I have to thank Barry Ritholtz, of the Big Picture for his nice post entitled Breaking the Business Week Cover Curse?. He was referring to the February cover story “It’s A Low, Low, Low, Low-Rate World”, written by myself and David Henry. At the time, Barry warned that the BusinessWeek cover was a sign that interest rates were going to rise (what he called “The Magazine Cover Indicator”)—a contrarian indicator.
In his new post, Barry is willing to admit that at least so far, the cover curse does not seem to be working. He writes:
However, as the chart nearby shows, Yield on the 10 year has since plummeted. Have Michael Mandel and David Henry broken the “Curse of the Magazine Cover?”
It appears they have. The dominant theme of that February 19, 2007 remains intact: After some volatility, Rates have trended lower. We can quibble about the actual article content, which wasn’t exactly forecasting a major economic slowdown or recession — the likely cause of the current flight to bonds.
However, the key point — rates are low, and likely to stay that way — strongly suggests that cover failed as an indicator in this instance.
I thank Barry for his good words. The truth is, though, I’m still not willing to claim victory. First, not all interest rates are down since we wrote the cover. Here is a table of selected rates.
Government long rates are down, obviously, since the story came out on February 8th. High-grade nonfinancial debt is doing fine. High-yield securities have seen a rise in rates, with the amount depending on the sector. Oddly enough, prime mortgage rates are down, though that won’t last with the pressure on Fannie and Freddie. Subprime and jumbo mortgage rates (not on the table) are up.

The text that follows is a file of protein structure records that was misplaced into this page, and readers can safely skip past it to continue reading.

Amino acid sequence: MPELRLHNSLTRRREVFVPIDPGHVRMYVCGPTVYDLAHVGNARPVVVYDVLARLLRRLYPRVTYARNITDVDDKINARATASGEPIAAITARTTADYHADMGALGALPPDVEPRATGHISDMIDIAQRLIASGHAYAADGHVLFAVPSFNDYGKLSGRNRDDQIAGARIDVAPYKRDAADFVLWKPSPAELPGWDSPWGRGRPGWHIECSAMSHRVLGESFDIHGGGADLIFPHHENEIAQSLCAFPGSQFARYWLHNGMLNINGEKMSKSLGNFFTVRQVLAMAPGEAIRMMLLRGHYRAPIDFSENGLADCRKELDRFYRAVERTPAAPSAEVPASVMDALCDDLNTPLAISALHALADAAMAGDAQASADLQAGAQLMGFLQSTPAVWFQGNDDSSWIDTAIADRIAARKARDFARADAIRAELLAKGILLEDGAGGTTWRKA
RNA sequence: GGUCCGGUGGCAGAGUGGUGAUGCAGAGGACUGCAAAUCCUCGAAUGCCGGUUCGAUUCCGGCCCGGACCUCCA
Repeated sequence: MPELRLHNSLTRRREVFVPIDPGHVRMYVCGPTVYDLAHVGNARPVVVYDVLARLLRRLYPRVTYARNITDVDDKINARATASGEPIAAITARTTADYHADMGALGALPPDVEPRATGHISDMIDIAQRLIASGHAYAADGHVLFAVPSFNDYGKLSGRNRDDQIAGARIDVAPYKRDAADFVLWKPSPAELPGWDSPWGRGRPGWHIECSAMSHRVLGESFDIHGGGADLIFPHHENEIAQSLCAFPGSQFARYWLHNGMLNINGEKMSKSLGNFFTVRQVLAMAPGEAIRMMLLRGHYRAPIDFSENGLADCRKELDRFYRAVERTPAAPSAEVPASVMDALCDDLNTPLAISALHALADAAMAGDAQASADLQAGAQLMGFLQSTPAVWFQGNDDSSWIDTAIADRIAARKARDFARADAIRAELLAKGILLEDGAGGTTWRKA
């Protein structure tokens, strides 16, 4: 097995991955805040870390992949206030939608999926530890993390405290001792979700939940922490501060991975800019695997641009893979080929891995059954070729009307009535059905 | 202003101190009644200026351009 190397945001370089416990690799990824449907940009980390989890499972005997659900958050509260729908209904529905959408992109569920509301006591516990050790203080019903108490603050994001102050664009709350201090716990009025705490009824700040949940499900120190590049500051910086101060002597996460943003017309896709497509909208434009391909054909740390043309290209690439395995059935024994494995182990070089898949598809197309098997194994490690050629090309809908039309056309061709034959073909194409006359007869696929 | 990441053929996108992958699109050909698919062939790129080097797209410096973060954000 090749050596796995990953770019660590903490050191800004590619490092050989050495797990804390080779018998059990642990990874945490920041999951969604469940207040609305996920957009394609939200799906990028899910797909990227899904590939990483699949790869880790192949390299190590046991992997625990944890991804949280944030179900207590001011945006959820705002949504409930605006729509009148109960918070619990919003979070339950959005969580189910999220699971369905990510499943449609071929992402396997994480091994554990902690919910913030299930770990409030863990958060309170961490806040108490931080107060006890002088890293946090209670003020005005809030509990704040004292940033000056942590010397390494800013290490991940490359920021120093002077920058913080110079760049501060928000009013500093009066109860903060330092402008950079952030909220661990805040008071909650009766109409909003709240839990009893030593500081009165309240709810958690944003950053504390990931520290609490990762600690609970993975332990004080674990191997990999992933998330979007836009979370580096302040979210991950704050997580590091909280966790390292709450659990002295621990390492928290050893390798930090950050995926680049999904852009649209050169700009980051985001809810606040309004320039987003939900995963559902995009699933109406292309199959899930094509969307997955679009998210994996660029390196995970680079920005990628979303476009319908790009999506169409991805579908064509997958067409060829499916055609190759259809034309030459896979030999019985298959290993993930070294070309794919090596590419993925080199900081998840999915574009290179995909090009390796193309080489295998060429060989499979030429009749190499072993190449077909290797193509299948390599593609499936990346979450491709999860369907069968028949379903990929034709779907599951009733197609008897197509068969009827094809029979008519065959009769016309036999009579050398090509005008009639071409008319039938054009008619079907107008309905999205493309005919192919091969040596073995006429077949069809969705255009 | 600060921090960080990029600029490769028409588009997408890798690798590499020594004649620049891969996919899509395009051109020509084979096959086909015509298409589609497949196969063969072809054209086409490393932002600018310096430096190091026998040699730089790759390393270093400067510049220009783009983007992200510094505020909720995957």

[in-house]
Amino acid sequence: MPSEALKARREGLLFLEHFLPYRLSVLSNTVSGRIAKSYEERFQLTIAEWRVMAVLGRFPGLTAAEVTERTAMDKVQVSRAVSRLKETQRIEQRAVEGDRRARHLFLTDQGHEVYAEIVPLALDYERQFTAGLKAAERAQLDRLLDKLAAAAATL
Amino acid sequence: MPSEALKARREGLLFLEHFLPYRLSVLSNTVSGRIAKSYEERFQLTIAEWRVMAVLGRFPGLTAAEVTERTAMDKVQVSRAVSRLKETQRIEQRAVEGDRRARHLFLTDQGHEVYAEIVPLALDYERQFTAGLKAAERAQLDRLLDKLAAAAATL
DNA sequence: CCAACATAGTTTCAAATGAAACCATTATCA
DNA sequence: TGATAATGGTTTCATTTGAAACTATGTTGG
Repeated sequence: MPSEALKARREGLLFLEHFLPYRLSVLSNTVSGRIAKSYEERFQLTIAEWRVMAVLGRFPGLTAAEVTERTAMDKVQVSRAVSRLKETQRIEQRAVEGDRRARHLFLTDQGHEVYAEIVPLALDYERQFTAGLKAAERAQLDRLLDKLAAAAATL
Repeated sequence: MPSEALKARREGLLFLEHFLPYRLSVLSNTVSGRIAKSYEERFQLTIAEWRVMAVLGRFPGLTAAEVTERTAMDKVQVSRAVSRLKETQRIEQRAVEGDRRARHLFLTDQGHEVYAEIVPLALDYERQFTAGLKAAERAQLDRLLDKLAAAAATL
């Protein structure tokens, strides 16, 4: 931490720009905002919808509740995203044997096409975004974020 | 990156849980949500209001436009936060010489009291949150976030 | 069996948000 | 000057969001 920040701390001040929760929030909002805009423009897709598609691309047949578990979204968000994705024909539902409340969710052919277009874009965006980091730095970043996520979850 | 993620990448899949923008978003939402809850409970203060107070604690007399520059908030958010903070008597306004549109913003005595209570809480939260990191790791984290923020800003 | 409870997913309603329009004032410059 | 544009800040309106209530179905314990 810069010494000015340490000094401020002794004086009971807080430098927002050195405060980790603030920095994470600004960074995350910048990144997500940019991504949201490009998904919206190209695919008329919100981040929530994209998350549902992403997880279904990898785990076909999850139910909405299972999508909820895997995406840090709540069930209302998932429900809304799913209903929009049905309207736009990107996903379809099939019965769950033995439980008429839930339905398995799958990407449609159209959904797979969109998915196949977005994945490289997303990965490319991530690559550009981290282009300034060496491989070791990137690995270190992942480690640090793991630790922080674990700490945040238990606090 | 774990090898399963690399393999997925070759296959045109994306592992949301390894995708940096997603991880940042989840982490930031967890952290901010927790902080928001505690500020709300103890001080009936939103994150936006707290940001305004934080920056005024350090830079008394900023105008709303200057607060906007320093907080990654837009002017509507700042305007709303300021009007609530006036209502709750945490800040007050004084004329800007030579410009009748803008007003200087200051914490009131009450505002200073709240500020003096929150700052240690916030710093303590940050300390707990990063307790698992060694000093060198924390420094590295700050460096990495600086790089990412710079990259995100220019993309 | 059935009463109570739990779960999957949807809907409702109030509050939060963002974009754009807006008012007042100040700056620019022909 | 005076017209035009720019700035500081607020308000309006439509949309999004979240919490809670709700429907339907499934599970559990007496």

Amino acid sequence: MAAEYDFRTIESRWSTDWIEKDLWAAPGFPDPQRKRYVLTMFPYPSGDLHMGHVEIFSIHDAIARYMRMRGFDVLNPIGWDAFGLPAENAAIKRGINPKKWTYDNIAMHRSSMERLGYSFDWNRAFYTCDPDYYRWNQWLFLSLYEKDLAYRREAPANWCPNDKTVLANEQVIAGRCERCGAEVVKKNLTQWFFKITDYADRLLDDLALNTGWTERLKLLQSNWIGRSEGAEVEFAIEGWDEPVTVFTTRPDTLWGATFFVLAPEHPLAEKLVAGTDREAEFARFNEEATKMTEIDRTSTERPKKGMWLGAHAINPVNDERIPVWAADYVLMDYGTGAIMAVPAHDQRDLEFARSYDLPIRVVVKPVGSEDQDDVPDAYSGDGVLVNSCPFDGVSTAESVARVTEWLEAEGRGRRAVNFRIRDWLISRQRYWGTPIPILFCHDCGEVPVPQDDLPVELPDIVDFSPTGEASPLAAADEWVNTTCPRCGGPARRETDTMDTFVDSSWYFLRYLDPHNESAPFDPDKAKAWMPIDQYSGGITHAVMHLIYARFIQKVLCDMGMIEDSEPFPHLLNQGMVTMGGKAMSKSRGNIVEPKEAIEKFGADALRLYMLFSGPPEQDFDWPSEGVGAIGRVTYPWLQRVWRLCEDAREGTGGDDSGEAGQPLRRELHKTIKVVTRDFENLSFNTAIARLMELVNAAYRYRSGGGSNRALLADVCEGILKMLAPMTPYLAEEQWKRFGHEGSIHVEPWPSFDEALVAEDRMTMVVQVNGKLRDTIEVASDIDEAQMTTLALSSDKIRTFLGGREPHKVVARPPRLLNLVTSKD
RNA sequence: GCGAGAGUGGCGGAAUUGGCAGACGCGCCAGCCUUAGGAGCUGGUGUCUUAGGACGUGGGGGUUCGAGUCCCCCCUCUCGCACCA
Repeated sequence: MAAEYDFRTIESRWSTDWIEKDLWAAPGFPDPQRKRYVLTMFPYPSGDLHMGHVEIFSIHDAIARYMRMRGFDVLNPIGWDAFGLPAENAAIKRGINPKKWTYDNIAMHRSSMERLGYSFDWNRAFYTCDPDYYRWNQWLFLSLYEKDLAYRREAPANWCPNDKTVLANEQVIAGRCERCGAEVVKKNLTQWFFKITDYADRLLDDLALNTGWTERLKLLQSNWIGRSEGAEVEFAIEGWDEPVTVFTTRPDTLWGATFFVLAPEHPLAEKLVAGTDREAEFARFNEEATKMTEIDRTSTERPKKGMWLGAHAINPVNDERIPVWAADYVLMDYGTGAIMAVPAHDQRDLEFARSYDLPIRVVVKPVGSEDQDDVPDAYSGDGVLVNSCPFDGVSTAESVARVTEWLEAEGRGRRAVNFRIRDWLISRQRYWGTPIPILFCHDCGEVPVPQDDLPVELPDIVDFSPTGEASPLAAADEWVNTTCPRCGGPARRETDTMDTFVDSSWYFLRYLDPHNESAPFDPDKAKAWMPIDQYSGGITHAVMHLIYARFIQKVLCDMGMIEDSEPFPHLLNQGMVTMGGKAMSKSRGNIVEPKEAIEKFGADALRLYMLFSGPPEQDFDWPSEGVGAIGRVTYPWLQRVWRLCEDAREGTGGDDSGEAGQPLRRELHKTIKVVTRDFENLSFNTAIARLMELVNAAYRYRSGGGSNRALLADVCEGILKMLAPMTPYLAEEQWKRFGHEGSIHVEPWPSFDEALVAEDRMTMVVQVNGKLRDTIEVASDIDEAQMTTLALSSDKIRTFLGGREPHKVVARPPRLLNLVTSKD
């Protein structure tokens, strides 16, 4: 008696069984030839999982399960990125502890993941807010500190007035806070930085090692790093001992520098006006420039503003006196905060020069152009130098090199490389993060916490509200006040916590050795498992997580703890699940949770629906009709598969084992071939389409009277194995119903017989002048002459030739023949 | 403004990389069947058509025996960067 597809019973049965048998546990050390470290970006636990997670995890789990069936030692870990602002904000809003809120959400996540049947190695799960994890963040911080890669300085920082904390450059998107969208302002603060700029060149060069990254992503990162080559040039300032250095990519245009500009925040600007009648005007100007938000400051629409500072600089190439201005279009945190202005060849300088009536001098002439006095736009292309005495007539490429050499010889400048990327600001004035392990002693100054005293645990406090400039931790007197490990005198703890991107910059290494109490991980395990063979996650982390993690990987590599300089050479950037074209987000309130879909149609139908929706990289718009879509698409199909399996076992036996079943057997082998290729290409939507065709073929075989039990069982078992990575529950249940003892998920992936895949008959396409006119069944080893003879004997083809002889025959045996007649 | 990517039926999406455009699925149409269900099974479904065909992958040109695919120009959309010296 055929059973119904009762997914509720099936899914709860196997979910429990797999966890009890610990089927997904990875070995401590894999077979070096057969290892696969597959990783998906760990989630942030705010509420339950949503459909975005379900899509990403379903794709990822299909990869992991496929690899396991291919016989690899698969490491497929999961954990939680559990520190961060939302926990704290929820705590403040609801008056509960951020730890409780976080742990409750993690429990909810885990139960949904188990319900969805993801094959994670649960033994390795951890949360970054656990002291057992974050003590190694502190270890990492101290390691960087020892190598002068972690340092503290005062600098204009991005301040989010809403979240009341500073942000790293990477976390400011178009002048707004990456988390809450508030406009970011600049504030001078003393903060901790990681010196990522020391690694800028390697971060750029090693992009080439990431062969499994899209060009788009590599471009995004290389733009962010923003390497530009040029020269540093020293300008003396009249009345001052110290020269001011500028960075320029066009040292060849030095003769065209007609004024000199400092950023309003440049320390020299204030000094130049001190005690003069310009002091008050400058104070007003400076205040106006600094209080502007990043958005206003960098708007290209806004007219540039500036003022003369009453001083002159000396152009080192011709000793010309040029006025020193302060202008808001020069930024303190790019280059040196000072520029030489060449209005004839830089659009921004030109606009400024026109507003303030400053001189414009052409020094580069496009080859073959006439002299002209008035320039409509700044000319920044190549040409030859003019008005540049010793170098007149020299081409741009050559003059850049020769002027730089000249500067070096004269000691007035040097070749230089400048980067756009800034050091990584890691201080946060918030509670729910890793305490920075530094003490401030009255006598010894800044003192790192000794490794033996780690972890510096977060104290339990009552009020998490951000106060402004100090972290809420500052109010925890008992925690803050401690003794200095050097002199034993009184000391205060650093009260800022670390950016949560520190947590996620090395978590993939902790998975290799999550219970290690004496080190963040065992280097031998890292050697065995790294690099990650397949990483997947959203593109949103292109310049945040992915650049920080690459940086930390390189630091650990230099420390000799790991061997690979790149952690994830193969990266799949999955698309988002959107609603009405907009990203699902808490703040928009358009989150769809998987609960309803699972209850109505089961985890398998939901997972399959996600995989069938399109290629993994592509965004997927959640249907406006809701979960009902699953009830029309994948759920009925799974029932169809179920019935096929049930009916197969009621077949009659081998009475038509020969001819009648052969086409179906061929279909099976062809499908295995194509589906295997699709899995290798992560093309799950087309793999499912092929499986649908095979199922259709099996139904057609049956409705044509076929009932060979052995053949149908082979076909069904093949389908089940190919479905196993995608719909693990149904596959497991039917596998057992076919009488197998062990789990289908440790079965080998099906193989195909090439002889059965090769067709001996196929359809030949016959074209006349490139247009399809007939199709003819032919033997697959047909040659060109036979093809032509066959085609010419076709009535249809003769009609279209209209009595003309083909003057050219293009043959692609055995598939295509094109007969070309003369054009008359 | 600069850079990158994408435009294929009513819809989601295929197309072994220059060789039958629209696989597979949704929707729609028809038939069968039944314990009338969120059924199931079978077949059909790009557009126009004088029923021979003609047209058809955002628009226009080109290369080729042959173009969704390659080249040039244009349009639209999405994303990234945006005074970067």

My sense is that as the damage spreads in the consumer lending sector, that mortgage rates, auto rates, and credit card rates will soon rise. But the Federal government and nonfinancial corporations will still be able to borrow at quite favorable rates.
In other words, we are seeing a financial crisis mainly targeted on consumer lending. That’s why the U.S. is going to be hit by a “consumer crunch”.
But really, we won’t be able to tell whether the low-rate thesis in the story is correct until after the crisis passes. Here’s what we wrote in the story:
The shift to a low-rate world doesn’t mean lower volatility. In fact, excesses, crack-ups, and bad investments are not only possible but guaranteed. “Over the next several years there’s likely to be some event that will widen out the spreads,” says Zane Brown, director of fixed income at mutual fund manager Lord, Abbett & Co. But when the dust has cleared, he says, the world economy will likely be left with a lower cost of capital than the average over the past 5 to 10 years.
It is going to take some time until the dust has cleared.